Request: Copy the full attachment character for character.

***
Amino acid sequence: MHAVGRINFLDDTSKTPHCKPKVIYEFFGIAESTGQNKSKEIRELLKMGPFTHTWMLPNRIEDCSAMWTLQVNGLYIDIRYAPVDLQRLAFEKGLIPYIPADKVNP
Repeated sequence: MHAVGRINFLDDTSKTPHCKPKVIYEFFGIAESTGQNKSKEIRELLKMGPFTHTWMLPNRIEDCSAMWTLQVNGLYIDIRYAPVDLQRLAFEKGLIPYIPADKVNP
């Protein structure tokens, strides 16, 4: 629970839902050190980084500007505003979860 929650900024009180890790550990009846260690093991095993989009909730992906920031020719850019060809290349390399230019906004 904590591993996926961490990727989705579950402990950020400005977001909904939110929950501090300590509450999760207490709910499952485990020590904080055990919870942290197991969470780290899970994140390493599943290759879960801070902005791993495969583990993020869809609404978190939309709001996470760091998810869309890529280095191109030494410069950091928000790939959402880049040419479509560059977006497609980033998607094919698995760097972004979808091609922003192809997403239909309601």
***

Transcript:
Amino acid sequence: MHAVGRINFLDDTSKTPHCKPKVIYEFFGIAESTGQNKSKEIRELLKMGPFTHTWMLPNRIEDCSAMWTLQVNGLYIDIRYAPVDLQRLAFEKGLIPYIPADKVNP
Repeated sequence: MHAVGRINFLDDTSKTPHCKPKVIYEFFGIAESTGQNKSKEIRELLKMGPFTHTWMLPNRIEDCSAMWTLQVNGLYIDIRYAPVDLQRLAFEKGLIPYIPADKVNP
């Protein structure tokens, strides 16, 4: 629970839902050190980084500007505003979860 929650900024009180890790550990009846260690093991095993989009909730992906920031020719850019060809290349390399230019906004 904590591993996926961490990727989705579950402990950020400005977001909904939110929950501090300590509450999760207490709910499952485990020590904080055990919870942290197991969470780290899970994140390493599943290759879960801070902005791993495969583990993020869809609404978190939309709001996470760091998810869309890529280095191109030494410069950091928000790939959402880049040419479509560059977006497609980033998607094919698995760097972004979808091609922003192809997403239909309601």